Like Jane, my path to women’s liberation has been complicated.  In the 70s, I found my voice with MS magazine.  One of the first issues was “why do women shave their legs”.  Seeing that, I thought, right, why?  Growing up my brother seemed to have liberation, and I wanted that as well. The feminists of the 70s were all about ripping up the patriarchy.  We would hiss when speakers would use the words “mankind” or “he” in their talks. But we also wanted to be sexy, and mothers, and loving wives and have careers.

Jane Fonda has been married three times, and so have I.  My sister says I ruin family pictures, with different husbands.  I’ve always questioned my choices, which don’t seem to jive with my desire to be a loving partner and a good mother.  But in thinking about women’s liberation I realized part of my protesting the patriarchy was trying to figure out how to be free within a marriage. I wasn’t able to successfully navigate this and I felt I was living a dissonance. But now I’ve forgiven myself. I’ve realized I, like Jane, was seeking liberation.

I know the current generation of feminists are figuring this out, to find liberation in their own way within marriage. It will remain complicated but they will do a better job. They know more.

In Oct 2019 at 82 Jane was arrested three times for civil disobedience protesting for climate change.  She is now working on setting the Earth free from human pollution and continues to emanate resiliency in finding new ways to stand up for liberation.  I’ve been resilient as well, and I hope even though the feminists of the 70s didn’t solve how to integrate women’s competing roles, that we can at least pass on our resiliency.

 

Cinderlad and Cycling Hills

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I just returned from Quebec from a trip with Discovery Bicycle Tours.  This was one of the best cycling experiences of my life, and the story of Cinderlad from my childhood got me up quite a few steep hills. The tour was in the Eastern Townships of Quebec, Canada.  We started about 15 miles south of the Canada in the town of Montgomery Center, Vermont.  A tiny town with just a few buildings, but two hip bicycle shops, telling me we were in the right place to begin. In less than an hour we were in the hills, lakes, vineyards and the maple forests flaming in reds, yellows and oranges of Canada. Threading disarming inns, and luscious wine tasting rooms, were hills and more hills.  Even though slow, I am a strong and steady climber, living at the foot of the San Francisco Peaks in Flagstaff, Arizona. I cycle up 2,000 feet to Snow Bowl a few times a summer. These climbs spice up my longer 35 and 40 mile trips out to Lake Mary where my eyes dance with the Osprey fishing.  But it is still a challenge to do miles of hills each day.

I was motivated this year to do the extra loops, sometimes with steep hills. The maple splendor, l’erable spectaculaire, was so awesome that I couldn’t quite grasp it.  I relied on my summer training, but also the story of Cinderlad to help me get up the hills.  Cinderlad says in this story, “if it doesn’t get much worse, I  can manage to stand it.”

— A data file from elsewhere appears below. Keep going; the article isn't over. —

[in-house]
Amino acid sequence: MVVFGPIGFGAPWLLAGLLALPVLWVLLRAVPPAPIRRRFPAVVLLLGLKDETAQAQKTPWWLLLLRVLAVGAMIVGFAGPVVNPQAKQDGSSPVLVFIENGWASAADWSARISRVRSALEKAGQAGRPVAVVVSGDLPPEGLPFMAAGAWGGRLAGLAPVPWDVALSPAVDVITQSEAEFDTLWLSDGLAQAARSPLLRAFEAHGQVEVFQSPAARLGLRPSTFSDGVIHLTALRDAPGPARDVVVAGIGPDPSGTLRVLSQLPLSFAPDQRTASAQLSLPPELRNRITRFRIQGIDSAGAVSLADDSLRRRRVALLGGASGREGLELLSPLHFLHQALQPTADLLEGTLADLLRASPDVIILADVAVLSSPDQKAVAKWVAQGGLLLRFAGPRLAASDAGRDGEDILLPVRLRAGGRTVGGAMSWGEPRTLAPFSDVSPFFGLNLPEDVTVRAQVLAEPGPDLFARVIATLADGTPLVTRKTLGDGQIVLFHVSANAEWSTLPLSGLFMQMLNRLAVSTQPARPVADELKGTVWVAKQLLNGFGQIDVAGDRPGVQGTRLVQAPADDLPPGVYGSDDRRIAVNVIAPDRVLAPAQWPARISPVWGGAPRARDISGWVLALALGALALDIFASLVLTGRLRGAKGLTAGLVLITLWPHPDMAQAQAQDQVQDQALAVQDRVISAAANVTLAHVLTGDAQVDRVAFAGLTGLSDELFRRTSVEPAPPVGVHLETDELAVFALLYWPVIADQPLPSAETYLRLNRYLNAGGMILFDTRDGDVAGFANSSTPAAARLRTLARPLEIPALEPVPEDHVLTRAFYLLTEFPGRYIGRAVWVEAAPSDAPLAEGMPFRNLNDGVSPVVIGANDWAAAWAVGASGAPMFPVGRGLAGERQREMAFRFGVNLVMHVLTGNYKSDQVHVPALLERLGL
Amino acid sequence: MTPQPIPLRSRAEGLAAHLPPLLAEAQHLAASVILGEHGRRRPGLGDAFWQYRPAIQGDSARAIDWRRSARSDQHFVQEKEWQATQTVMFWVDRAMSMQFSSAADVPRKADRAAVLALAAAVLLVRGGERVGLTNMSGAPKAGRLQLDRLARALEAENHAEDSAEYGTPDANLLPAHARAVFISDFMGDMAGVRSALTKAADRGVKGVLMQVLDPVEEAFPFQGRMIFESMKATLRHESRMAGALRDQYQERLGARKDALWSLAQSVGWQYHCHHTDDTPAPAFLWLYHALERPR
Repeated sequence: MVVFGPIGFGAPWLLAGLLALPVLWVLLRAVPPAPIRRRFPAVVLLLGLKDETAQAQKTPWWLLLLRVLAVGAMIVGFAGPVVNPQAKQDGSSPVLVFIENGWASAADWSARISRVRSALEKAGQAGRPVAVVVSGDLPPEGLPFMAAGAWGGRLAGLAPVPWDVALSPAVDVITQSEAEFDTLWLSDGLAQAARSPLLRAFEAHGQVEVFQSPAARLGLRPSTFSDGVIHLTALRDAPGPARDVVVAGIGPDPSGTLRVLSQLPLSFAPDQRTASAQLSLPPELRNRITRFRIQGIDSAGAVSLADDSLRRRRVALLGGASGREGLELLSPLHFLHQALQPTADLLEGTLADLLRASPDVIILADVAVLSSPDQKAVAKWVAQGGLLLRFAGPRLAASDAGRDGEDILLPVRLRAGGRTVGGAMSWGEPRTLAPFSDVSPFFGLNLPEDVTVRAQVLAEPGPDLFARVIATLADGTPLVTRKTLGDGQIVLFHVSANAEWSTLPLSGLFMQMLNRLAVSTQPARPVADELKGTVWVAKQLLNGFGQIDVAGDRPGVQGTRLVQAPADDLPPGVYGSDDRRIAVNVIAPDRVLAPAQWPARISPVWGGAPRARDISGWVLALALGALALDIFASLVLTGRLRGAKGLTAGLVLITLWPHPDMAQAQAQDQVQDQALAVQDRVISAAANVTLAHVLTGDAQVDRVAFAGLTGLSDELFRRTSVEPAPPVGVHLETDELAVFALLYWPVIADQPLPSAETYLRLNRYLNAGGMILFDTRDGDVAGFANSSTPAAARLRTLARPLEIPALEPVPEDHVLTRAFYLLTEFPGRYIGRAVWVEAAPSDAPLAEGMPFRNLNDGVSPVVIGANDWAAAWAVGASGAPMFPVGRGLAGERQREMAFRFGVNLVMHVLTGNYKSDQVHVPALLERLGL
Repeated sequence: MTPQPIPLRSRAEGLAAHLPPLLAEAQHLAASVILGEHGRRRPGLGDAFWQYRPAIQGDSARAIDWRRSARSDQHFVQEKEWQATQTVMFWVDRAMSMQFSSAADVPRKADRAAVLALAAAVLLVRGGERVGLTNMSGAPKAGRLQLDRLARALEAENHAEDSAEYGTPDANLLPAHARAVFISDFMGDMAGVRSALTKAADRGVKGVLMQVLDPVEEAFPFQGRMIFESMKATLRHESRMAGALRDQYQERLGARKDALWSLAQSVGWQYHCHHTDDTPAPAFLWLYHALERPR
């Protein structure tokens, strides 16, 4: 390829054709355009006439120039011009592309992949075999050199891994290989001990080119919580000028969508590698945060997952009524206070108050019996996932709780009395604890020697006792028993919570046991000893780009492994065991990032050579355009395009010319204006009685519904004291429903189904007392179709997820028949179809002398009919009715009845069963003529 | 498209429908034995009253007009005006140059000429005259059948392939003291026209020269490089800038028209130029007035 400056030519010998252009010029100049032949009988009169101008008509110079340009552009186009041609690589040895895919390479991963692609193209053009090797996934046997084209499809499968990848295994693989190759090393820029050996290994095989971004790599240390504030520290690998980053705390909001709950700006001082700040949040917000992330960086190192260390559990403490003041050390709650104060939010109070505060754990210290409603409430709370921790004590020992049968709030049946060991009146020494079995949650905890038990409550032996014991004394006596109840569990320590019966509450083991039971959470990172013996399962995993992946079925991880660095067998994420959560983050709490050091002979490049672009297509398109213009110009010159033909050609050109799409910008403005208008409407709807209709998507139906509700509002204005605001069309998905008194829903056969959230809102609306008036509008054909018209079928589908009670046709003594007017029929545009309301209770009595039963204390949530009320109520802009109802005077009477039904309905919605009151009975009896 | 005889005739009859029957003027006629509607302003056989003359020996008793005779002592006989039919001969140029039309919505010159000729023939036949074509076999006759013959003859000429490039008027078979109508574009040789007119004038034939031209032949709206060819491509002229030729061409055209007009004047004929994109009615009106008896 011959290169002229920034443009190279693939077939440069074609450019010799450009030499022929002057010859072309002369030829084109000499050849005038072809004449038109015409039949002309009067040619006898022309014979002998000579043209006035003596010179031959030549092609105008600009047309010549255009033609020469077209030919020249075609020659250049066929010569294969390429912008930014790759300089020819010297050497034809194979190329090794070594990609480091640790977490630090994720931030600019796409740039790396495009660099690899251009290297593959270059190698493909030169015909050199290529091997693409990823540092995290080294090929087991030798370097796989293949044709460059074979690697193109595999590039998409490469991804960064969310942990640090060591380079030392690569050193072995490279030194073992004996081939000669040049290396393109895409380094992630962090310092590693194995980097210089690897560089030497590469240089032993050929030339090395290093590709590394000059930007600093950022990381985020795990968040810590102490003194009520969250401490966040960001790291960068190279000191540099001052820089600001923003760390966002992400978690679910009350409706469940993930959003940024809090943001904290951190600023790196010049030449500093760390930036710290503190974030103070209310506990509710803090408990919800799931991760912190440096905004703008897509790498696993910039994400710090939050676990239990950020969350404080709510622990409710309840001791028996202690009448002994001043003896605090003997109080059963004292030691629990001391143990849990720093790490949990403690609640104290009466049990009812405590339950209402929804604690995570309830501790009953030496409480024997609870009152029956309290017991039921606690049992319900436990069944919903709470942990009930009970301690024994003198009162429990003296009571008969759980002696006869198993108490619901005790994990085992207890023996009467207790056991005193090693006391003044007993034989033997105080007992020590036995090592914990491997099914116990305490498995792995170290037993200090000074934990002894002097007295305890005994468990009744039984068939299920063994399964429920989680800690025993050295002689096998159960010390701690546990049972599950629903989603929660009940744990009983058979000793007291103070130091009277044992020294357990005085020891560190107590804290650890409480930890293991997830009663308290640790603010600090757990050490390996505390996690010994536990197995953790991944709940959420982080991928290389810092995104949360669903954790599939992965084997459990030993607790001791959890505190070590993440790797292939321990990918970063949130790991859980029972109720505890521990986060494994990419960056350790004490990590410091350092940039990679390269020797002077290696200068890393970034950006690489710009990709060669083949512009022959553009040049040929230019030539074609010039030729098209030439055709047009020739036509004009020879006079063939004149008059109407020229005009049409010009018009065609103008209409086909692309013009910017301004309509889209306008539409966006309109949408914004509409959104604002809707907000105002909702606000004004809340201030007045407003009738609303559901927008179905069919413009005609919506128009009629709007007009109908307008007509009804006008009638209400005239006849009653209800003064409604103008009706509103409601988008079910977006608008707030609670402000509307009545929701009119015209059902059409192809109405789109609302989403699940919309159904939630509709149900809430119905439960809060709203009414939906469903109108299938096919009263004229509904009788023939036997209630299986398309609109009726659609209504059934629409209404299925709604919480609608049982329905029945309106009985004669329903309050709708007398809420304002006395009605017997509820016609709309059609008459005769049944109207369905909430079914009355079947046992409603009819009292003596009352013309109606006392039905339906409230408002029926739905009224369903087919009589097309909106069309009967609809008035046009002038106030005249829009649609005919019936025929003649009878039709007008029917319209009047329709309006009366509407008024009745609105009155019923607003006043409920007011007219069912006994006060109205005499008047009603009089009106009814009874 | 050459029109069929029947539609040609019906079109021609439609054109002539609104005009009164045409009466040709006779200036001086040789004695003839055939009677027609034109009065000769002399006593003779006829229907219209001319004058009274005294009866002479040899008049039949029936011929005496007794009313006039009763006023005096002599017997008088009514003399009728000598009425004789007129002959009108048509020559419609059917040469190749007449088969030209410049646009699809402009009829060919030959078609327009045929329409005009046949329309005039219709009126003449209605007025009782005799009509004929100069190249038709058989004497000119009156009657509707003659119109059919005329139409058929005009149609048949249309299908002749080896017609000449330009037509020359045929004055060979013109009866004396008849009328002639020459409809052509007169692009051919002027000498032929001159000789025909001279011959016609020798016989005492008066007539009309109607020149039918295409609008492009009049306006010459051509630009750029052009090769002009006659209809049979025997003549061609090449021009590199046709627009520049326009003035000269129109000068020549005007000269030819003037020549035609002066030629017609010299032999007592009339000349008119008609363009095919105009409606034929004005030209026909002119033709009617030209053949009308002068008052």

Let me explain how this came in handy. Cinderella’s story is woven into Western society’s zeitgeist, but there is a similar Italian fairy tale, with a different slant.  In this story there is a farmer with three sons.  The youngest sits in the cinders in the evenings, hence the name, and only has rags to wear. He is relentlessly bullied by his two arrogant older brothers, and Cinderlad’s hardworking father who has lost his grip after the death of his wife, doesn’t seem to notice.

Life has a miserable routine for Cinderlad. He labors all day making up for the work his brothers shirk, and is berated each evening by them. He finds protection buried in the cinders of the hearth each night.  Things change on St. John the Baptist’s Day, falling on June 24 each year, It is what Joseph Campbell’s deems a “call to adventure.” There is a great horrible sounds in the night, and the next day all the family’s grain has been chomped down to a nub. This creates dire straits for the family, struggling without a crop for year.  The next year, the elder, dandy son brags, “I’ll go out on St. John the Baptist’s night and slay whatever creature there is.”  But in the middle of the night, he comes screaming home, his hair one end in fright.  This repeats the next year, as well, with the next older son.

The family is becoming destitute, and the fourth year, Cinderlad steps up, not bragging, but with quiet determination. His brothers scoff.  Undaunted, Cinderlad goes out into the middle of the fields to a small hut. At midnight the noise begins, and the earth shakes.  At that point, he says to himself, “if it doesn’t get much worse, I can manage to stand it.”  After his words there is a sudden dead, still calm.  Cinderlad comes out of the hut, and remarkably standing there is a study horse with a knight’s bronze armor hanging from the saddle.  Cinderlad goes back in the hut, and the earth shattering noise begins again.  This happens a total of three times that night, and as Cinderlad stays with his post all night, he is rewarded, with a total of three horses, yes three, with three suits of armor, one bronze, one silver, one gold.   The grain is saved, and Cinderlad’s life explodes into glory. He wins the hand of kingdom’s princess in a competition with the horses and suits armor, defying expectations and leaving his brothers in the dust.